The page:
Dolphin Gallery
"Warped: Weft and Wood"
Consuelo Jiménez Underwood (fiber) and Barry Semegran (wood)
September 3 through 28, 2005

Opening reception: Saturday, September 3, from 5 to 7 p.m.

"Warp" conveys the multiple meanings - "to shape wood," "to arrange thread," and "to bend into new shapes." The visitors to the September Dolphin Gallery show, "Warped: Weft and Wood," will soon see that this word play provides insight into the special characteristics of the materials used to create the pieces and the intellectual forces that influenced featured artists Consuelo Jiménez Underwood and Barry Semegran.

In the late 70's Ms. Jiménez Underwood put down the paintbrush to pursue the thread arts that evoked her cultural heritage. Since then she has expanded from early loom work that was experimental, challenging and new to the present more inclusive works that include manufactured cloth and a wider range of mixed media materials and processes.

Her work challenges the boundaries of traditional textiles and moves beyond craft to fine art. The pieces express personal ideas and celebrate cultural icons developed by indigenous Americans thousands of years ago. Her personal goal was to never weave anything traditional or predictable and to bring loom work into gallery and museum spaces.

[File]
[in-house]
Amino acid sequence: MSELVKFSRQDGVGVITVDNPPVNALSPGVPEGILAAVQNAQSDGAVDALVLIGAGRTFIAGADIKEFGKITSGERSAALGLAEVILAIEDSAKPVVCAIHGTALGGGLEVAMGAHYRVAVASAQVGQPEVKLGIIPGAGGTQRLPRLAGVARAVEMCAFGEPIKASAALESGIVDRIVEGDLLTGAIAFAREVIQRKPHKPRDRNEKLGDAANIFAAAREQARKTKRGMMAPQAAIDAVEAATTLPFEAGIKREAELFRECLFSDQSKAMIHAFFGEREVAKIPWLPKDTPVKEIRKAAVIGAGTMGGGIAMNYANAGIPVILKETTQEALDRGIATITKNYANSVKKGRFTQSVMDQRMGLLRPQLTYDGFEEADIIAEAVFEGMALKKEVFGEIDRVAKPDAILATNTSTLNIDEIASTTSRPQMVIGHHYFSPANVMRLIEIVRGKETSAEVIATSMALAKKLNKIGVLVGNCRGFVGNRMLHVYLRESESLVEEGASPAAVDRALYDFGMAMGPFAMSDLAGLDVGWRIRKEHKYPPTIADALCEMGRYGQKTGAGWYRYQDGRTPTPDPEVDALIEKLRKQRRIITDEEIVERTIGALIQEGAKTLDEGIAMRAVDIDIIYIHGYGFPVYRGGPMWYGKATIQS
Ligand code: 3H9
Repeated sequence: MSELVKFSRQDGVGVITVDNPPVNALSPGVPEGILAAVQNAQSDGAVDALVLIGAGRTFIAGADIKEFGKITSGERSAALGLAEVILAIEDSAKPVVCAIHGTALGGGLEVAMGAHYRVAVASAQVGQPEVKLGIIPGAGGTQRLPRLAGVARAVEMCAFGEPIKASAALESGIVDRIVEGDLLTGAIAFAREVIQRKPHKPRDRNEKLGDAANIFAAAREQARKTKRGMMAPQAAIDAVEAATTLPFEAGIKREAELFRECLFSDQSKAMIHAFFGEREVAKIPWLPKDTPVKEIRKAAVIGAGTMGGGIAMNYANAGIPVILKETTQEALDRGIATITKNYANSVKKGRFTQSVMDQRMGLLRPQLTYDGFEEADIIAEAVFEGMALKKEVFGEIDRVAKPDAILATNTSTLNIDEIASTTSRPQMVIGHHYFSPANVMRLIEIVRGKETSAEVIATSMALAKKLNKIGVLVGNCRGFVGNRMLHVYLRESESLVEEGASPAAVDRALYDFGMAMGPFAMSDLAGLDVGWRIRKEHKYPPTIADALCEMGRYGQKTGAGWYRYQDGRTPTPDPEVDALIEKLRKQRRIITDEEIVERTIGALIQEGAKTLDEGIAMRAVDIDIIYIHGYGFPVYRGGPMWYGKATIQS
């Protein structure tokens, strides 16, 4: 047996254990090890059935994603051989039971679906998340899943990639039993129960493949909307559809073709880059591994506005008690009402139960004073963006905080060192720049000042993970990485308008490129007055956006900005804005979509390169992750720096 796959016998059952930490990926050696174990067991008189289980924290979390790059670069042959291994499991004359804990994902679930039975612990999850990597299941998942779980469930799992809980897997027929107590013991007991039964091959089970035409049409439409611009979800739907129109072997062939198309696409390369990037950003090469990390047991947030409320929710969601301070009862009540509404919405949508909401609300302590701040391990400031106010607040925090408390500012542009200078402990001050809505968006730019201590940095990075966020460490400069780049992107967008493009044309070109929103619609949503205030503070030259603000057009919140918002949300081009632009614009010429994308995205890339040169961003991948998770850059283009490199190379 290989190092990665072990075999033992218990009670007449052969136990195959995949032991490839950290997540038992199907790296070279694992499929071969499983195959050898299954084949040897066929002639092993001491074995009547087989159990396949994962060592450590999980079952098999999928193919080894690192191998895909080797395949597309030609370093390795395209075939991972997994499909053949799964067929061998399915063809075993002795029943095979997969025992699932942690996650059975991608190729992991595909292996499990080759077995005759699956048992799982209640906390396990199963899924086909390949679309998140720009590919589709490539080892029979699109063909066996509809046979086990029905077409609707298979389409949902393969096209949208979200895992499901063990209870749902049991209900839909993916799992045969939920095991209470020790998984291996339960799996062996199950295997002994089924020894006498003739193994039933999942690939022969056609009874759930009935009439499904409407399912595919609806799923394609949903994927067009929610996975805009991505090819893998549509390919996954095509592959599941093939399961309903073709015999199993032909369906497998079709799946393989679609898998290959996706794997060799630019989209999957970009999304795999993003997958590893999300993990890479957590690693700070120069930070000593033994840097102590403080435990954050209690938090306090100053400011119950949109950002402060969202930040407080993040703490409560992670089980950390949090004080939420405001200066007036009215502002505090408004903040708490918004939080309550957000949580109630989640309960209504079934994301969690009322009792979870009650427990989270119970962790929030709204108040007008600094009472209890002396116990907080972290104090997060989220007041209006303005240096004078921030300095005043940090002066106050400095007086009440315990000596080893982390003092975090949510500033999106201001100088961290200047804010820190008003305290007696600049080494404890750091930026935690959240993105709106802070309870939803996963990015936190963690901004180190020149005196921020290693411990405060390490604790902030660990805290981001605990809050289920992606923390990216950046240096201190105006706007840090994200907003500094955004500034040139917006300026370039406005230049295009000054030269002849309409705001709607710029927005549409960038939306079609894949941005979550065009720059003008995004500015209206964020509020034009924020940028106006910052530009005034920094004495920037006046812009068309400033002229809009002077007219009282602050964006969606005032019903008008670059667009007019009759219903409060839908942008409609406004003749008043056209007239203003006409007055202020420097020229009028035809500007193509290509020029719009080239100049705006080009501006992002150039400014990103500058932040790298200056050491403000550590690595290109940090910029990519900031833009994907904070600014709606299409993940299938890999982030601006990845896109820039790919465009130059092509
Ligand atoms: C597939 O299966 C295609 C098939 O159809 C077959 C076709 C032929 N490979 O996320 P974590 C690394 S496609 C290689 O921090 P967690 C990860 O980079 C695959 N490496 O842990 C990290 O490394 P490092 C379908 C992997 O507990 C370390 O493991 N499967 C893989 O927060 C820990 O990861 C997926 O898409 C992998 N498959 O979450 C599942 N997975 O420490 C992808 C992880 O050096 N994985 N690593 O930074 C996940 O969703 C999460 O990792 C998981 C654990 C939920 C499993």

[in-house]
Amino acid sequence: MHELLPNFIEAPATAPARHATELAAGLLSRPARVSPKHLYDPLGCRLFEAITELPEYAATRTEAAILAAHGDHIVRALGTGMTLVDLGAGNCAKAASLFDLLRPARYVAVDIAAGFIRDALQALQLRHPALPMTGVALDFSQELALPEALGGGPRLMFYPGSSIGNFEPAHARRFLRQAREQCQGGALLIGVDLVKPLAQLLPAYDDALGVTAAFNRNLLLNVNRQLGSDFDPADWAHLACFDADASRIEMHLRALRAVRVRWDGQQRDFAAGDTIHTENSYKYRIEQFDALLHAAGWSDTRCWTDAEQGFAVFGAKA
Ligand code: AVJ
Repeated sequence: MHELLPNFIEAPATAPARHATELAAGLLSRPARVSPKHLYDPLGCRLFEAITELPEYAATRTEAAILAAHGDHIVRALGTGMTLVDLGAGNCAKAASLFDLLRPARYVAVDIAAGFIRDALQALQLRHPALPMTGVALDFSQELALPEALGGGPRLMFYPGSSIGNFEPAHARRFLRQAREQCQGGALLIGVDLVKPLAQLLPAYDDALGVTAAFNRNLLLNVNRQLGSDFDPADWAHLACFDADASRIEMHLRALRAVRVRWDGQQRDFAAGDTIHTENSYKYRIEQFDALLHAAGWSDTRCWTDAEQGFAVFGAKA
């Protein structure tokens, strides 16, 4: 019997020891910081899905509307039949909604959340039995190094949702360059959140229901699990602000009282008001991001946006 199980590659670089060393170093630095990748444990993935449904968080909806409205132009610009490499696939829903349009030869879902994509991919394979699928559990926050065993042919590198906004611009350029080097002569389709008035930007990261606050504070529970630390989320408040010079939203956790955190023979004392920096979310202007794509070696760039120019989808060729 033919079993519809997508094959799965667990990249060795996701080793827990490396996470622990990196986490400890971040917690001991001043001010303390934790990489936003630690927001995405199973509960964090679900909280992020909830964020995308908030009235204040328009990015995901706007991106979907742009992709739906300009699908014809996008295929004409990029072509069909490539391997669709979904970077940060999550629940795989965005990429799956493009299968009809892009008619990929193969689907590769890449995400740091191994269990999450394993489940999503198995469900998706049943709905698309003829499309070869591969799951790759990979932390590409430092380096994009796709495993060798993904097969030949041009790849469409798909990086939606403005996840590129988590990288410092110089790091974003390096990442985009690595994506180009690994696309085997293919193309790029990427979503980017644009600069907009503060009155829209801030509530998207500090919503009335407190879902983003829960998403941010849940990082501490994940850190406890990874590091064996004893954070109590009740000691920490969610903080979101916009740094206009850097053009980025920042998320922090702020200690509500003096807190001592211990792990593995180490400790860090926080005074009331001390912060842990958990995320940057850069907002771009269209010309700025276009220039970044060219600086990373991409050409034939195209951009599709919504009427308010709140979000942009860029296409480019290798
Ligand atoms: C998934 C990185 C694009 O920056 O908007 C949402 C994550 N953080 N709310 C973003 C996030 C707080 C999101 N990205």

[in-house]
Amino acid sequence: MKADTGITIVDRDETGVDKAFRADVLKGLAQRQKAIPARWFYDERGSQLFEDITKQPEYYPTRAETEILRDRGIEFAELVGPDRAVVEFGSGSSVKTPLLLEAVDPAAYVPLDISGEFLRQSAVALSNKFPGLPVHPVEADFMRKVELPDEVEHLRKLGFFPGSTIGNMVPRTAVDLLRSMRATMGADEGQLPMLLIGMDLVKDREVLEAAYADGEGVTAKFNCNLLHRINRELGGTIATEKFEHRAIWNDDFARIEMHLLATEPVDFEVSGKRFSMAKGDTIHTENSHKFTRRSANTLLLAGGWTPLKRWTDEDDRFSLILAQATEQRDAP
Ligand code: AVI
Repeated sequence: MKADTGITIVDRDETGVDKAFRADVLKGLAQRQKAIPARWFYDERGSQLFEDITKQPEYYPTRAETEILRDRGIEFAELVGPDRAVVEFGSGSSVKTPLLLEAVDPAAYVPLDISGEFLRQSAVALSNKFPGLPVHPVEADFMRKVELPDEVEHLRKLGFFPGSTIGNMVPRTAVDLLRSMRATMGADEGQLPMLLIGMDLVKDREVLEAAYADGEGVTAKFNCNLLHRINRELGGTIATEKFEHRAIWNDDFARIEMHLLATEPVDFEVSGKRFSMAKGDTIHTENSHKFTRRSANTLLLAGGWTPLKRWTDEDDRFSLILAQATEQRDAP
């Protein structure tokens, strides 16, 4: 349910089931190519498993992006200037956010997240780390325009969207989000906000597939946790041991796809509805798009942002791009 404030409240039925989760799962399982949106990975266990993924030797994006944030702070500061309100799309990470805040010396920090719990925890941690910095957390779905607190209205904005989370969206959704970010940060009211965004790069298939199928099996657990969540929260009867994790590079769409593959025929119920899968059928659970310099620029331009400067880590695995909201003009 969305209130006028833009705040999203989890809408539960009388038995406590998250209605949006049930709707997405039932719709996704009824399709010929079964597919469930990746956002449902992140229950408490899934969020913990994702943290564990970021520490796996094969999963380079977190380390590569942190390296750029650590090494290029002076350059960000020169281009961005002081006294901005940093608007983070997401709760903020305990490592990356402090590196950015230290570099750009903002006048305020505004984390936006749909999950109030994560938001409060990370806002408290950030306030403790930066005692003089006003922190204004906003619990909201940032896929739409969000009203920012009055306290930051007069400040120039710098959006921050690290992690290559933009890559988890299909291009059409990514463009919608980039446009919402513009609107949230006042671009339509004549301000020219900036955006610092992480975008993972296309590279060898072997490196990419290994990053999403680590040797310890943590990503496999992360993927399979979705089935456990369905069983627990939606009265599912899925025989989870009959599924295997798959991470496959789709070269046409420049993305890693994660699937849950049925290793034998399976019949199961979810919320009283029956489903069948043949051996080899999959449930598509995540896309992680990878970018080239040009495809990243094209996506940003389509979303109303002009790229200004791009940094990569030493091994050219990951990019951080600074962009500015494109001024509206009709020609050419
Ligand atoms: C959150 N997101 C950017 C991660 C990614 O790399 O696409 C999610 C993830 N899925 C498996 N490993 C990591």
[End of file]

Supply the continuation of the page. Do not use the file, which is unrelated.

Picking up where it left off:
Ms. Jiménez Underwood draws on her roots as a daughter of migrant agricultural workers, a Chicano mother and a father of Huichol descent, to weave common threads of history and cultural resistance and affirmation. She is a tenured professor at San Jose State and her work was the subject of a PBS Spark episode entitled "Threads".

Barry Semegran grew up on the opposite coast in the New York area, but came to California to study philosophy at UC Santa Barbara. He learned production woodwork by manufacturing high quality cypress beehives in rural Georgia. He now resides in Anchor Bay where he specializes in making custom wood pieces - tables, chests, easels, lamps, screens, and outdoor furniture.

He says, "My woodworking is only a small aspect of my life, although in many ways, all that I am may be seen contained in the process and the objects that I make." He creates for his clients an object that combines form and function to bring to the viewing surface an inherent beauty that resides in the wood.

His aesthetic viewpoint reflects his interest in philosophy, especially Plato's ideal form that an artist can unlock from the material with which he works. He feels that hands-on woodworking and philosophical contemplation can be balancing forces in life.

The show runs from September 3 to September 28 with an artists' reception from 5 to 7 p.m. on Saturday, September 3. Further information is available on-line about both artists by typing their name in the browser search field.

The Dolphin Gallery is located at 39225 Highway One in downtown Gualala, and is open daily from 10 a.m. to 5 p.m. Please call 707-884-3896 for more information.